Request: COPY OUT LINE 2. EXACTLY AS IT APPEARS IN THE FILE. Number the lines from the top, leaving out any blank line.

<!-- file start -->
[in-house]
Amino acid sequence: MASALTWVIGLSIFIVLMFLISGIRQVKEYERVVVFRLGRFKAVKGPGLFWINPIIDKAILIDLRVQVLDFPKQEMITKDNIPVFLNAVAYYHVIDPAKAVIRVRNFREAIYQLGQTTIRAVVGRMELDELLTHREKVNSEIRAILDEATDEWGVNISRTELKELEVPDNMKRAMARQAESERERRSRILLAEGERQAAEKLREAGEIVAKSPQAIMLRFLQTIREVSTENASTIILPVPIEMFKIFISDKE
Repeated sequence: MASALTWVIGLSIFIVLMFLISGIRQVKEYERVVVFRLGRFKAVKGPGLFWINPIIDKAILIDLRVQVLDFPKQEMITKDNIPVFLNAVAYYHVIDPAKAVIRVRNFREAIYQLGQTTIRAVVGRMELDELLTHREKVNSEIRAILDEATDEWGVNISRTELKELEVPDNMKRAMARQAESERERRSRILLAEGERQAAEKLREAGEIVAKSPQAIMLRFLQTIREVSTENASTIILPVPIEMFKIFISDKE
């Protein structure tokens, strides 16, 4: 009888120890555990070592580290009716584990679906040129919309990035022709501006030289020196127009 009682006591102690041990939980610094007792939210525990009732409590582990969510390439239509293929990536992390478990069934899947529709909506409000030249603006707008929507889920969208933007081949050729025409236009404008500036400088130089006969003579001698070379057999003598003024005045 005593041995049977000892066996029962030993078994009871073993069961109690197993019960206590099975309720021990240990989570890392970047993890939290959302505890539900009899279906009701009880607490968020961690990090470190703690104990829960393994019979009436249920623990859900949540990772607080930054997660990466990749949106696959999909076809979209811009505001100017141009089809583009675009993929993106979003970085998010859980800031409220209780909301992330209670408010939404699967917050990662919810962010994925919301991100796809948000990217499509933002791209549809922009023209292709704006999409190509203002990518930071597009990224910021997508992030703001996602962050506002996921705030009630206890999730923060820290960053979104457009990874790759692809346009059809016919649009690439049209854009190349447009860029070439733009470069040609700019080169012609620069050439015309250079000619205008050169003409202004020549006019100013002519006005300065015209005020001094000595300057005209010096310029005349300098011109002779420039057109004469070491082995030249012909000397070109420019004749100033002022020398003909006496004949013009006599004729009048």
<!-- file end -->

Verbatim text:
Amino acid sequence: MASALTWVIGLSIFIVLMFLISGIRQVKEYERVVVFRLGRFKAVKGPGLFWINPIIDKAILIDLRVQVLDFPKQEMITKDNIPVFLNAVAYYHVIDPAKAVIRVRNFREAIYQLGQTTIRAVVGRMELDELLTHREKVNSEIRAILDEATDEWGVNISRTELKELEVPDNMKRAMARQAESERERRSRILLAEGERQAAEKLREAGEIVAKSPQAIMLRFLQTIREVSTENASTIILPVPIEMFKIFISDKE